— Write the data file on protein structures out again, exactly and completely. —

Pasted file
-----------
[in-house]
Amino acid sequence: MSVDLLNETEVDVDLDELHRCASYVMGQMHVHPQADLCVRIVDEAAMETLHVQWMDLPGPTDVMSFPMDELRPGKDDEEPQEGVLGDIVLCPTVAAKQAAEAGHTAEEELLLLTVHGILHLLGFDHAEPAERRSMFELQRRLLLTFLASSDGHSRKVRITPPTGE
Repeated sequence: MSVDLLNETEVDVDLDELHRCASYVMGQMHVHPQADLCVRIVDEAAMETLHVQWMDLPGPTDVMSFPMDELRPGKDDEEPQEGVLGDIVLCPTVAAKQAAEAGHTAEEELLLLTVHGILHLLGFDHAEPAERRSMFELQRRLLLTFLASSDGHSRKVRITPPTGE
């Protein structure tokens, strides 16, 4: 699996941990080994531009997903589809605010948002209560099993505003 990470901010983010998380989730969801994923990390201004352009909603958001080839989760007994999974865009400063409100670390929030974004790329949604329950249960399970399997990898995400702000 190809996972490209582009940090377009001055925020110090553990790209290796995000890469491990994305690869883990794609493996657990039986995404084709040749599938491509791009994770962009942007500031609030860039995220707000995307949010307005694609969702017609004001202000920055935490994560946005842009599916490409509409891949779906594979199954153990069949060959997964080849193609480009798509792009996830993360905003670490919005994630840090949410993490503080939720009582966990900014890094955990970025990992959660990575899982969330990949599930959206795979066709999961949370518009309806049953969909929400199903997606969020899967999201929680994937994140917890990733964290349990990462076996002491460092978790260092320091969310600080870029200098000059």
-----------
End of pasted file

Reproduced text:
[in-house]
Amino acid sequence: MSVDLLNETEVDVDLDELHRCASYVMGQMHVHPQADLCVRIVDEAAMETLHVQWMDLPGPTDVMSFPMDELRPGKDDEEPQEGVLGDIVLCPTVAAKQAAEAGHTAEEELLLLTVHGILHLLGFDHAEPAERRSMFELQRRLLLTFLASSDGHSRKVRITPPTGE
Repeated sequence: MSVDLLNETEVDVDLDELHRCASYVMGQMHVHPQADLCVRIVDEAAMETLHVQWMDLPGPTDVMSFPMDELRPGKDDEEPQEGVLGDIVLCPTVAAKQAAEAGHTAEEELLLLTVHGILHLLGFDHAEPAERRSMFELQRRLLLTFLASSDGHSRKVRITPPTGE
């Protein structure tokens, strides 16, 4: 699996941990080994531009997903589809605010948002209560099993505003 990470901010983010998380989730969801994923990390201004352009909603958001080839989760007994999974865009400063409100670390929030974004790329949604329950249960399970399997990898995400702000 190809996972490209582009940090377009001055925020110090553990790209290796995000890469491990994305690869883990794609493996657990039986995404084709040749599938491509791009994770962009942007500031609030860039995220707000995307949010307005694609969702017609004001202000920055935490994560946005842009599916490409509409891949779906594979199954153990069949060959997964080849193609480009798509792009996830993360905003670490919005994630840090949410993490503080939720009582966990900014890094955990970025990992959660990575899982969330990949599930959206795979066709999961949370518009309806049953969909929400199903997606969020899967999201929680994937994140917890990733964290349990990462076996002491460092978790260092320091969310600080870029200098000059």